01-06-2013 | Original Article
How Do People Perceive the Disclosure of Emotion?
Gepubliceerd in: Cognitive Therapy and Research | Uitgave 3/2013Log in om toegang te krijgen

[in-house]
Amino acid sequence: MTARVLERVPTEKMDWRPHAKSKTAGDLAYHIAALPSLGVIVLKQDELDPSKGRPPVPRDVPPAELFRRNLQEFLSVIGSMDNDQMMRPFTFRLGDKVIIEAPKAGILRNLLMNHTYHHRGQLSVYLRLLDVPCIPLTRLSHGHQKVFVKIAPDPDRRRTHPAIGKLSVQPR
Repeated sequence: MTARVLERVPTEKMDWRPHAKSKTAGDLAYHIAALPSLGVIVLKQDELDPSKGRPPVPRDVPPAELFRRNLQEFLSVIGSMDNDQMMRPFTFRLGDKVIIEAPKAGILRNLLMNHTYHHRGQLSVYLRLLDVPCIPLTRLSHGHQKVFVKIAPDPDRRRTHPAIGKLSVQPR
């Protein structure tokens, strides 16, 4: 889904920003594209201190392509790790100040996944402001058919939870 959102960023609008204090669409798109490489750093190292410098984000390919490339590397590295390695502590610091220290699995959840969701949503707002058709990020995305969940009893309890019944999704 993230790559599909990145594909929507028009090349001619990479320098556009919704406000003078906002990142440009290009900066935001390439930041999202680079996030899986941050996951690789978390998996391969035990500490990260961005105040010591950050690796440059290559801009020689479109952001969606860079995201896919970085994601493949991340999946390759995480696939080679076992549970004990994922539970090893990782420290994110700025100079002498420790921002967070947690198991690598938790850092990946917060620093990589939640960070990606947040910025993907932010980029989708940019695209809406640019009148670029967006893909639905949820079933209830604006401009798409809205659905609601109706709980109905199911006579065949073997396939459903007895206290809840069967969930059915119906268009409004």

The purpose of the current study was to examine how individuals high or low in social anxiety perceive the disclosure of anxiety as compared to the disclosure of other emotions, and how one’s own level of social anxiety influences these perceptions. Participants low (n = 78) or high (n = 83) in social anxiety watched one of four videos in which the target individual either did not disclose an emotion, disclosed feeling anxious, disclosed feeling sad, or disclosed feeling happy. Participants then rated the target individual on various characteristics. It was found that participants rated the target individual who disclosed anxiety as more awkward and less socially skilled, as compared to when she did not disclose an emotion. No differences were found among ratings of the target individual who disclosed other emotions; hence, it appears that these negative judgments may be specific to the disclosure of anxiety when one does not appear anxious.